Denying the results of the 2020 presidential election affected Republican candidates in the 2022 midterms, according to newly published data.
A new study from States United Action found that support for Republican candidates at the state and local levels fell by 2.3 to 3.7 percentage points in 2022. While this may not seem like a lot, even a 2.3 drop was detrimental enough to affect races in swing states, including the races for governor and attorney general in Arizona, and Senate elections in Nevada and Georgia.
"For the majority of Election Denier candidates, lying about our elections wasn’t just bad for democracy, it was bad for them politically," the report reads. "Voters imposed a clear cost for election lies in statewide races where these candidates were running to oversee elections."
"While that’s good news for our democracy and especially for voters in those states, our free and fair elections remain at risk," it continues.
Election-denying Republicans formed the America First coalition, organized by Jim Marchant, the Republican nominee for secretary of state in Nevada. In every battleground state, the coalition candidates lost.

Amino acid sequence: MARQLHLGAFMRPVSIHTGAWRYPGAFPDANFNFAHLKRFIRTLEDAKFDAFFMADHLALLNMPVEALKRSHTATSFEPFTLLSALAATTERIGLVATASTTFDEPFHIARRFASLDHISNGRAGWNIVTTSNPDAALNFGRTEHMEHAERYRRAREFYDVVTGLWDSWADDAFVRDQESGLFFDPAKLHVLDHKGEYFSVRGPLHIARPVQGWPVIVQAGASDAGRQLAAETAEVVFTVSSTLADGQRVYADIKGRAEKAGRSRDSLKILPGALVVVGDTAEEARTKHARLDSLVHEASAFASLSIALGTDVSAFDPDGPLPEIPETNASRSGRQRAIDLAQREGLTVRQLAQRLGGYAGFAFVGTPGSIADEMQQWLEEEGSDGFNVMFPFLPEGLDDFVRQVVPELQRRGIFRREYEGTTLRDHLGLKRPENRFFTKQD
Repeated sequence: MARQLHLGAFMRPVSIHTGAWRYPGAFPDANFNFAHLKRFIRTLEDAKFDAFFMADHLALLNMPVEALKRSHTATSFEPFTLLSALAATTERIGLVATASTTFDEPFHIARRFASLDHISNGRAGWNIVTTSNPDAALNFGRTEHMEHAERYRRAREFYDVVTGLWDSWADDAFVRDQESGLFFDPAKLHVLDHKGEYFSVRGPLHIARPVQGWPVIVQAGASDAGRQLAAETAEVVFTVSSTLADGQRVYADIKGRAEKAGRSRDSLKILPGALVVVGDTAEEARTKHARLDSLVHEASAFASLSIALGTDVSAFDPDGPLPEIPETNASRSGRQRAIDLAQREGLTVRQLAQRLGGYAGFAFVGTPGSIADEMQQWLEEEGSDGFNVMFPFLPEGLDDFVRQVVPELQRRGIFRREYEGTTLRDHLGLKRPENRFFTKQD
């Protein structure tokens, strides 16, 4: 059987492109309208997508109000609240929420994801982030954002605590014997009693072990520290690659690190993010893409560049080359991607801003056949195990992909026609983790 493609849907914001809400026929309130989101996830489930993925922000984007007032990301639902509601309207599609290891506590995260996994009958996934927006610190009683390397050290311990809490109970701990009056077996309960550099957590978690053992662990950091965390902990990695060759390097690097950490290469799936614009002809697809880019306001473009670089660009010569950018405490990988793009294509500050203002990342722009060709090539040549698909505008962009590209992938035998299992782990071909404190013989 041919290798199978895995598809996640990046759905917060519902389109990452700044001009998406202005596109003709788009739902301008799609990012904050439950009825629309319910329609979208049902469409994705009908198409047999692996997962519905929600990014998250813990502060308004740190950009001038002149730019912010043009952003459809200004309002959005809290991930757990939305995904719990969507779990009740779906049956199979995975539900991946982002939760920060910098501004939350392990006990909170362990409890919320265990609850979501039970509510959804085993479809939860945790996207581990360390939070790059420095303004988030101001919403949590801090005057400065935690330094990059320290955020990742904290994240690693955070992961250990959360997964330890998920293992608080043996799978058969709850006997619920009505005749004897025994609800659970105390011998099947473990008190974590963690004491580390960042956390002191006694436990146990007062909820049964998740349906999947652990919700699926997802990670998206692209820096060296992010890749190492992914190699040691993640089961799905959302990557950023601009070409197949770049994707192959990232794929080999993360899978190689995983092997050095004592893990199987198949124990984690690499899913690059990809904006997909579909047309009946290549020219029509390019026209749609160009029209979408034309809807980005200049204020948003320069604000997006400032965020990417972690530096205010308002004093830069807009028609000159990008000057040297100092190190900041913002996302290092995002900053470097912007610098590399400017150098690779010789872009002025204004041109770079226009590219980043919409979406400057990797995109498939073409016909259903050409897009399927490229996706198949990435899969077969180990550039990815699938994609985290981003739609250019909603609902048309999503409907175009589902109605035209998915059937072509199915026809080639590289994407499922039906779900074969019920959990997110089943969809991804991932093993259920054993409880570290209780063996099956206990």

While Republicans faired better in the 2018 midterms where there were no claims of election denial, 15 seats were still filled by election deniers in 2022, joining eight who were already in office. As the report notes, even "one Election Denier in office is dangerous."
While most swing states will not have governor and secretary of state elections until 2026, Senate races will determine control of the chamber. Despite their negative impact, several Republican candidates — including frontrunner for the 2024 presidential election Donald Trump — have continued to espouse denialist lies.
"Election Deniers are clearly not stopping or slowing down post-2022 losses. Election Denial continues to shape our election landscape in dangerous ways, from both inside and outside of elected office," the report reads.